Tim Vyner, by Anastasios Douros (Atrium
Gallery of the Belgrade City Library);
Athos. The Holy Mountain, by Kostas Mygdalis (Residence of Princess Ljubica); Life
of the People and the Thriving of Temples.
345
Photographic testimonies, by Bojan Popović
and Jelena Savić (Ethnographic Museum),
and Dossiers of the 2nd (Belgrade, 1927) and
the 12th (Ohrid, 1961) International Congresses of Byzantine Studies, by Predrag Komatina, Tamara Matović, Srdjan Pirivatrić,
Bojan Popović and Miloš Živković (Courtyard of the Belgrade University Rectorate
Building).
As the host of the 23rd International
Congress of Byzantine Studies, the Serbian
capital, long recognized as one of the oldest centres of Byzantine studies in Europe,
proved for the second time in the past hundred years to be fully prepared to meet the
demanding task of organizing the world’s
largest professional gathering of the kind.
Thus, it once again confirmed not only the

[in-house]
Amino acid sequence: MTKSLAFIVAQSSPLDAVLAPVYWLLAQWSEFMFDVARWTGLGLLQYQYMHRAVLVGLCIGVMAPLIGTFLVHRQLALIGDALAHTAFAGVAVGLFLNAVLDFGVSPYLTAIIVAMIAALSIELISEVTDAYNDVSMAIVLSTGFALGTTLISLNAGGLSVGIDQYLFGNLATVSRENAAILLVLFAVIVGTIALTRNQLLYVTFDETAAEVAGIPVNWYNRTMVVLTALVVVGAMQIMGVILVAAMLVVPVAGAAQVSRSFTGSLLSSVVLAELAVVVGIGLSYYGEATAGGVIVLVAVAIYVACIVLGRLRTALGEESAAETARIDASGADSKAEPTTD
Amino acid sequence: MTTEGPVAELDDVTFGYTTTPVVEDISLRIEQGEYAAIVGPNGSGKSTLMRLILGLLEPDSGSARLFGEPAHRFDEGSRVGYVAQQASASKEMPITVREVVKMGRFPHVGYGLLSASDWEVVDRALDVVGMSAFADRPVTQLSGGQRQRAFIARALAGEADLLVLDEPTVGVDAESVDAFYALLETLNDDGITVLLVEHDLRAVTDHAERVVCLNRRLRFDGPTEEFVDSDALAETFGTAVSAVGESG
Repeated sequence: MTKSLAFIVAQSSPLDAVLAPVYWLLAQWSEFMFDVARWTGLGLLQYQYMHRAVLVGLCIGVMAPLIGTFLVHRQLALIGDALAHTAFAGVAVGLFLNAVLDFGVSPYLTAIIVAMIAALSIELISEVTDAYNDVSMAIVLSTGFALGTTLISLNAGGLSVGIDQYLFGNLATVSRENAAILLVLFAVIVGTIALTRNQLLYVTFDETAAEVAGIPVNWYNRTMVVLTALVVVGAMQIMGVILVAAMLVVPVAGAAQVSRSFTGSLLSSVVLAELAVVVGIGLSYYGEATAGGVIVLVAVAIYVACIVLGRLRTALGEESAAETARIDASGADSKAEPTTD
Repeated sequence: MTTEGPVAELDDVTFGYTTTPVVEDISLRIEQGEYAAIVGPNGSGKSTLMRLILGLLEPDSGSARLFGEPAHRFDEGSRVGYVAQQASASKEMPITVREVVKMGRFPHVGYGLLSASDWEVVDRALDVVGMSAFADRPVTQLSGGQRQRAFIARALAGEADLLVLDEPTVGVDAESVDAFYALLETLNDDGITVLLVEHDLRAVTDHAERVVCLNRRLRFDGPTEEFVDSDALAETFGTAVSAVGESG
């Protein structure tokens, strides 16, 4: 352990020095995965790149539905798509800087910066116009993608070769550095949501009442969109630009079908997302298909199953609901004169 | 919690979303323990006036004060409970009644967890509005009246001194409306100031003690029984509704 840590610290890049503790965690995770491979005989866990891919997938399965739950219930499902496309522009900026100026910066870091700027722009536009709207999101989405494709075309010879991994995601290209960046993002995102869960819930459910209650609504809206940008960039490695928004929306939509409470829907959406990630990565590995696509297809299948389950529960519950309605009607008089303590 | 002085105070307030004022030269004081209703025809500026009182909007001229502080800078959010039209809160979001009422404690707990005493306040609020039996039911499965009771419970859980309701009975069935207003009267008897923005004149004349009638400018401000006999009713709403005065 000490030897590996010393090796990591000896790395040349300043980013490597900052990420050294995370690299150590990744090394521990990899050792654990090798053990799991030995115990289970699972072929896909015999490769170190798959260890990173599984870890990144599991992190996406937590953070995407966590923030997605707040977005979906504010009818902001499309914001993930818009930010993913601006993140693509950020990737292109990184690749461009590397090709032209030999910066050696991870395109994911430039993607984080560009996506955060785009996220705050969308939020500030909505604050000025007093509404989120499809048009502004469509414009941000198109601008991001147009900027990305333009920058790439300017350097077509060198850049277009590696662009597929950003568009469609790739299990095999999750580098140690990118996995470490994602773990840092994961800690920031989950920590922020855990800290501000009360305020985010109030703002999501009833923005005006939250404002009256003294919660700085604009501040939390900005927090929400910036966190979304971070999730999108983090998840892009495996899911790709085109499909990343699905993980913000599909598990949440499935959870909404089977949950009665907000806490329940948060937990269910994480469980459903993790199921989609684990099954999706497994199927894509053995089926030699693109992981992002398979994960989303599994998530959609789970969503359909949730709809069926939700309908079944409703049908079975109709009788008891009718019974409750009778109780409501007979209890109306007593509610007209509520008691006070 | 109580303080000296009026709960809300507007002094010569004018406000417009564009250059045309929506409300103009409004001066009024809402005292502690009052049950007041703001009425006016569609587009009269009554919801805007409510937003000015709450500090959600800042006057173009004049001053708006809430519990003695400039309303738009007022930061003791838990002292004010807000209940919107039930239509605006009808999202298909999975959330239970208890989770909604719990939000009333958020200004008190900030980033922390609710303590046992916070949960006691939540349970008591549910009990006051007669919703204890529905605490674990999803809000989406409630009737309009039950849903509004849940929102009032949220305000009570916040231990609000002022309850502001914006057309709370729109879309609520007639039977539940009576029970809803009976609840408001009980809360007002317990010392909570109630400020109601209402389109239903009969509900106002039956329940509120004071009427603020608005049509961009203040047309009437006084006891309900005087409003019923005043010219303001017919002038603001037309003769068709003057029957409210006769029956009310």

cosmopolitan openness of Serbian scholarship at its best, but also the traditional reputation of national Byzantinology on a world
scale.
The Christian Heritage of Kosovo and Metohija. The Historical
and Spiritual Heartland of the Serbian People. Editor-in-Chief Bishop
Maxim (Vasiljević), Chief Contributing Editor Dušan T. Bataković.1
Los Angeles2 2015, 1007 p.
Reviewed by Dušan Fundić*
12
The Christian Heritage of Kosovo and Metohija. The Historical and Spiritual Heartland of
* Institute for Balkan Studies SASA
1
Members of the Editorial Board are Bishop
Atanasije ( Jevtić), Bogoljub Šijaković, Predrag
Puzović, Gordana Kelić.
2
Jointly published by Sebastian Press, the
Institute for Balkan Studies of the Serbian
Academy of Sciences and Arts, Belgrade, the
Episcopal Council of the Serbian Orthodox
Church in North and South America, the
Faculty of Orthodox Theology, University of
Belgrade, BLAGO Fund, Serbica Americana
and Interklima-grafika, Vrnjci.
the Serbian people brings between its covers
translations of documentary material and
literary texts but also, and perhaps more
importantly, new historical analyses organised into eight chapters and accompanied by
more than eight hundred illustrations.3 The
contributions by forty-six historians, theologians, artists, journalists, writers and experts in various fields, historical documents,
3
The illustrative material which includes photographs, maps, reproductions of paintings,
icons and frescoes provides a visual insight into
the Christian cultural heritage of Kosovo and
Metohija.